It’s that time again! You will soon be filing your 2019 tax return and will want to get as much as possible out of it, all the while paying as little as you possibly can.
So, how do you go about maximizing your tax return without any need for too much extra effort? Here are some helpful tips to keep in mind.
Be aware of tax deductions
Taxpayers in the USA can use a paycheck calculator from Paycheck Guru to find out how much money they can save through various tax deductions for which they qualify. However, it is important to be aware of what these tax deductions are.
For instance, you will need to determine whether you are better off claiming the standard deduction or taking the time to itemize your deductions separately. If you opt for the latter, there is a wide range of deductions to look into, including mortgage interest deductions and charitable donations deductions, to name a few.
Ask your boss to hold off on your bonus
While you were probably hoping to spend it during the festive season, by asking your boss to hold off paying in your bonus until the beginning of 2020, you won’t have to pay tax on it immediately. This can be a big relief for many who may have spent a little bit too enthusiastically over the December period.
Do a good deed
As mentioned above, you can deduct charitable donations from your tax return. This includes any money that you spend on gas traveling to the charity’s premises. The festive season is the perfect time to do a good deed and give back to the community – and you will also reap the benefits when filing your return.
Boost your skills
Any money that you use Taxpayers further your education usually qualifies for a tax deduction. This is true as long as you pay off the tuition by December 31st. In doing so, you may be granted a valuable tax credit of up to $2,000. This is known as the Lifetime Learning Credit.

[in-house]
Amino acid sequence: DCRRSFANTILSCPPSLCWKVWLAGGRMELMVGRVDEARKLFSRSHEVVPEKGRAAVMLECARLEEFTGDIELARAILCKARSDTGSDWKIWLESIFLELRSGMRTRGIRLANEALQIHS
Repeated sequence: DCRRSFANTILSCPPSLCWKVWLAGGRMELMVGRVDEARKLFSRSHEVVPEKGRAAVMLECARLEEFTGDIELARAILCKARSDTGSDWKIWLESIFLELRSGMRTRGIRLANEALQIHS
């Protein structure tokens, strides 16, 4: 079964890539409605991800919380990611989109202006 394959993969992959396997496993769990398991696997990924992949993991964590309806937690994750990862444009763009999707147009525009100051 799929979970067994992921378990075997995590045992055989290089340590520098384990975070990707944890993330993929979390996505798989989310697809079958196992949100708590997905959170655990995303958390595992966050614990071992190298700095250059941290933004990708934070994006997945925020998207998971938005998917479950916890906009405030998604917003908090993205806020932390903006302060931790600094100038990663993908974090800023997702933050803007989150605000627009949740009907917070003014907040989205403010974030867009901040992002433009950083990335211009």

Look into Other Dependent Credit
Other Dependent Credit (ODC) may also apply to you. For instance, you may qualify for this credit if you are currently supporting a loved one, such as an elderly parent or grandparent. Basically, supporting anybody who isn’t your own child, and who meets the criteria as a non-child dependent, could qualify you to benefit from this valuable tax credit. It is worth up to $500, which can reduce the taxes you owe dollar-for-dollar by $500.
Spend your FSA
Even though the rules have changed and you won’t forfeit all of the money left over in your Flexible Spending Account like before, it is important to know that you may only be able to carry over $500 worth of what is left in your 2019 FSA account at the end of the year. If you have more than that remaining, do your best to spend it before 31 December 2019.
With the aforementioned tips in mind, you are sure to capitalize on your tax return. Here’s to a fruitful and successful year ahead!